'field_map' => array(
      'body' => 'body',
      'field_lead_image' => 'image',
      'field_blog_categories_term_tree' => 'categories'

The resource key determines the root URL of the resource. The name key must match the filename of the plugin: in this case, the name is blogPosts__1_0, and therefore, the filename is

This endpoint is created using the default view mode, and exposes any fields that are listed in the field_map array. Note: Fields must be visible in the view mode for them to show up.

Lets talk about the different parts of the array.

  • label - The label of the plugin.
  • resource - Name of the resource, must match the filename of the plugin.
  • name - Machine name of the plugin.
  • entity_type - Type of Entity this resource will expose.
  • bundle - Name of the bundle this resource will expose.
  • description - Longer description of the plugin.
  • class - Class file that will declare the plugin.
  • authentication_types - What type of authentication this plugin will use.
  • authentication_optional - Determines if the authentication is required.
  • minor_version - Minor version of the API that this plugin will be exposed under.
  • view_mode - Array with info about the view mode to use for this endpoint.

1.1 All the stuff you can do now!

RESTful comes with a bunch of out of the box functionality for any resource that you create. Including: - See a paginated list of blog posts, and use hyper links to go to different pages: api/articles - Get a specific blog post: api/articles/29,143 - Limit the fields returned using the fields= query parameter api/articles/29?fields=body - Filter the API using the filter[lable]= query parameter. - More info on consuming the API is in (this file)[].

1.2 Error Handling

If an error occurs when operating the REST endpoint via URL, A valid JSON object with code, message and description would be returned.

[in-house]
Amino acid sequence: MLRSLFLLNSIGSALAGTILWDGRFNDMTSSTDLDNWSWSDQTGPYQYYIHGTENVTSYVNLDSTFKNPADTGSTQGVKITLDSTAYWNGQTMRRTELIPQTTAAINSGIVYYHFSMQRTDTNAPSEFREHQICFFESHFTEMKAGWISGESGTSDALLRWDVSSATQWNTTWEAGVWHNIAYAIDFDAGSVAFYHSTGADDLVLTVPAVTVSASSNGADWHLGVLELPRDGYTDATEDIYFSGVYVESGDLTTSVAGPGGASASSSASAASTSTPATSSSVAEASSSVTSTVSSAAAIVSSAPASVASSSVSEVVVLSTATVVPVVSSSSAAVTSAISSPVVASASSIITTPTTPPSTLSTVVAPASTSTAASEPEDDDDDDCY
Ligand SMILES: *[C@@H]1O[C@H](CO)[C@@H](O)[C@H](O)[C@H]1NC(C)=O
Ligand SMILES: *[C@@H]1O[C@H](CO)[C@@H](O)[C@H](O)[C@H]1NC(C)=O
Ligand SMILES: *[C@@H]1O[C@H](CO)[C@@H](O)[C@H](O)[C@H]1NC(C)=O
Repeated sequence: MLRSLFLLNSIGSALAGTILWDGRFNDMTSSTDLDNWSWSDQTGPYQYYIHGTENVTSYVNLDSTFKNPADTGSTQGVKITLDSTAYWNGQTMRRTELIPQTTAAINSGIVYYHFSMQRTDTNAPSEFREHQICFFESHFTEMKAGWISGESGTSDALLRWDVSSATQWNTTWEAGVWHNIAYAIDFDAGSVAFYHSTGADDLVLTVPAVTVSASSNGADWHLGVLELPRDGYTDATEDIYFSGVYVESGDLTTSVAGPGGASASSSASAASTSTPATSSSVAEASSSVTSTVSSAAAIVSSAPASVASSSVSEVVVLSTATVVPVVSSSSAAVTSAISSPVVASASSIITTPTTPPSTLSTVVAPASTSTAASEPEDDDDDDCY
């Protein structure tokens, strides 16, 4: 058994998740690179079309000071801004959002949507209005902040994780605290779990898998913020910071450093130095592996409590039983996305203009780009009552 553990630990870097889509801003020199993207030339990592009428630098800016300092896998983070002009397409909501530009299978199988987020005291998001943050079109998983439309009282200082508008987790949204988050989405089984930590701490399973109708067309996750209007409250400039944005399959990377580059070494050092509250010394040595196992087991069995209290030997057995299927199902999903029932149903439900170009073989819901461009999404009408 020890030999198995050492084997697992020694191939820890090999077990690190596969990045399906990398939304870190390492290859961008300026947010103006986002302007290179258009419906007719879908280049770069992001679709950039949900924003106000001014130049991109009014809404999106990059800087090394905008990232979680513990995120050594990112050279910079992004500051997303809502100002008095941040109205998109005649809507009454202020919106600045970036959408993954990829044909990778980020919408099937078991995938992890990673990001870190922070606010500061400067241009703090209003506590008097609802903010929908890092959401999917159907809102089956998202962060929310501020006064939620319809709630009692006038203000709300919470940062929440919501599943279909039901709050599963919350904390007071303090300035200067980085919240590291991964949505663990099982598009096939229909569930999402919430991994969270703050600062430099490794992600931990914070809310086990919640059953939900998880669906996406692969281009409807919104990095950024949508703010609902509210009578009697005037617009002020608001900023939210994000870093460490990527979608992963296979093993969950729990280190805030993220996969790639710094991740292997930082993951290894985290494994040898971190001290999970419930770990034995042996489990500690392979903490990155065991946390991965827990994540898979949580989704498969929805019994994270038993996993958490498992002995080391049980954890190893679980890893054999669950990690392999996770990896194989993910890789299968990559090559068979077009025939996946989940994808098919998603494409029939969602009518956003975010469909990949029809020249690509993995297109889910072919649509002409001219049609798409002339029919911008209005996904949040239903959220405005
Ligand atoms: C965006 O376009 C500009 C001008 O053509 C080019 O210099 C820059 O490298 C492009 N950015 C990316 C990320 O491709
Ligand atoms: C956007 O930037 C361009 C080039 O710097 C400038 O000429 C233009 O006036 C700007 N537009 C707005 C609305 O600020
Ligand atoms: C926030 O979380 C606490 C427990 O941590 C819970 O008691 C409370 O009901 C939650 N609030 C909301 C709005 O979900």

The RESTful module adheres to the Problem Details for HTTP APIs draft to improve DX when dealing with HTTP API errors.

For example, trying to sort a list by an invalid key


Will result with an HTTP code 400, and the following JSON:

  'type' => '',
  'title' => 'The sort wrong_key is not allowed for this path.',
  'status' => 400,
  'detail' => 'Bad Request.',

1.3 Add categories.

Add a new key to the view_modes key that is field_blog_categories_term_tree with a value of categories. Go to the interface and add the blog categories to the default view mode.

This isn’t output isn’t great. The HTML surrounding the categories is going to make life hard for our API consumers. We could install (Display Suite)[], but even with those tools we are going to hit a wall sometime or another. Lets try creating a more custom endpoint instead.

2.0 Versioning your API.

git add .

git commit -am "end of lesson1"

git checkout -b lesson2 lesson_2_start

Lets create a new version of our API. Once your API is published to the world it’s important to be diligent about versioning. There is nothing worse than having your site broken by an API that changed. OK, having your site broken on a Friday by a broken API is worse.

Luckily RESTful is built from the ground up to facilitate easy versioning.

  • Copy the 1.0 folder to a 1.1 folder.
  • Rename the file to
  • Add a minor_version key with a value of 1 to the plugin definition.
  • Clear the cache drush cc all
  • Visit the new version /api/v1.1/articles

Accessing different API versions in RESTful.

You can access different versions of the API using two different methods.

  1. Using the URL. Simply replace the v1.1 with v1.0.
  2. Using a header.
curl \
-H "X-API-Version: v1.0"

The URL is useful for humans, but the header is useful for building API clients.

3.0 Create a custom endpoint.

Using the view modes is fine, but the real power of Restful comes from creating custom endpoints. We’ll make one now. You can save your work in this branch and create a new branch from the lesson 2 starting point.

git add .

git commit -am "end of lesson2"

git checkout -b lesson3 lesson_3_start

3.1 Start by creating a new API endpoint version.